It was just after this that the 3rd plaintiff, Dr. Beko Ransome-Kuti, came in. He went to join the 2nd plaintiff upstairs. Then, more soldiers arrived. And the evidence was that they came from the nearby Abalti Barracks. They carried arms and warned people, by a display of a signpost, against the people risking being shot. 2nd plaintiff remained on the balcony which had now been barricaded with chairs and tables.  Then, for a while the missile attack stopped but the generator outside and the van on which it stood were already on fire.  Again, the evidence was that it was a soldier, the 7th defendant, Corporal Agu, who poured petrol on the generator while one Lawal, another soldier struck the match.

The soldiers advanced to the gate, cut down the wire fences and moved into the compound of the house. There was a stampede, with the soldiers throwing out everybody in the house except 1st plaintiff, Dr. (Mrs.) Olufunmilayo Ransome-Kuti and the third, her son, Dr. Beko Ransome-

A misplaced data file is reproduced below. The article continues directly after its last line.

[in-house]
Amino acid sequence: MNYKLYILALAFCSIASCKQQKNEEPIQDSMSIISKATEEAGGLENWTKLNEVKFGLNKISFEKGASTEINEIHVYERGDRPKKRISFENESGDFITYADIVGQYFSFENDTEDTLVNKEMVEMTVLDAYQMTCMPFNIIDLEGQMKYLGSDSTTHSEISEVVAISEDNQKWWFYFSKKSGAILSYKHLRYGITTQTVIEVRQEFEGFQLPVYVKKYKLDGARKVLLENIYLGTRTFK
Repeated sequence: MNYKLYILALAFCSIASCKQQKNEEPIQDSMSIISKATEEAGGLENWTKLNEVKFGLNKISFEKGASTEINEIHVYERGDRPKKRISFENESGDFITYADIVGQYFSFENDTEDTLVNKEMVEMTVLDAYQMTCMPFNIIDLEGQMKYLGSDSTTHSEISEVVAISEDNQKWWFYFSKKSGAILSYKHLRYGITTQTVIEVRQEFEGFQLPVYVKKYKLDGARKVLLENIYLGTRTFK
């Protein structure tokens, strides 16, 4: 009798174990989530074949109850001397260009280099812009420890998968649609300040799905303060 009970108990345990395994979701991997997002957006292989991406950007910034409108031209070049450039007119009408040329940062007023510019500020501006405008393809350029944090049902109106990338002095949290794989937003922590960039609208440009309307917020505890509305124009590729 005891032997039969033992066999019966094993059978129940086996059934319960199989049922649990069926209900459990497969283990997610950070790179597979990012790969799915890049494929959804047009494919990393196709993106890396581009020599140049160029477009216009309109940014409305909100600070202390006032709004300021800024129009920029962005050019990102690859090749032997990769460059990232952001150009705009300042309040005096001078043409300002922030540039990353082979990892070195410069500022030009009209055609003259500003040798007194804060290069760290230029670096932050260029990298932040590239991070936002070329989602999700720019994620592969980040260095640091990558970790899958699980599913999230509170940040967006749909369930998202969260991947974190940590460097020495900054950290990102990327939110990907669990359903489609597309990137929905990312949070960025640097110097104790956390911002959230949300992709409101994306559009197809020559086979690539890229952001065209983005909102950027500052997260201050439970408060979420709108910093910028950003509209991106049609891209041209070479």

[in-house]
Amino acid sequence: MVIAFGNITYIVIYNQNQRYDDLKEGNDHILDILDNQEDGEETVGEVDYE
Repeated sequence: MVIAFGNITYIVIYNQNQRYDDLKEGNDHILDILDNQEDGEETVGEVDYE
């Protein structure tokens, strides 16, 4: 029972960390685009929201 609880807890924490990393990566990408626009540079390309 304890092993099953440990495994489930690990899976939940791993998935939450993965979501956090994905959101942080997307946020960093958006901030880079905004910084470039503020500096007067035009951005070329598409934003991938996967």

Kuti.  But the soldiers did not stop there.  They moved into the main house, set fire to it and razed it to the ground.

There was looting, beating up of the occupants of the house and the women therein assaulted.  And, as if that was not enough, the inmates were marched into Army barracks. The two brothers, Fela and Beko, also with them.  The injuries these people suffered are better described in the evidence of Mr. Amechi Obiora, a consultant surgeon in Lagos University Teaching Hospital who treated them.  He said there were 52 patients, 5 of whom were admitted into the hospital and the injuries they suffered ranged from laceration, burns, head injuries, minor bruises and even breaking of bones. Both the 1st and the 2nd appellants were among those admitted into the hospital.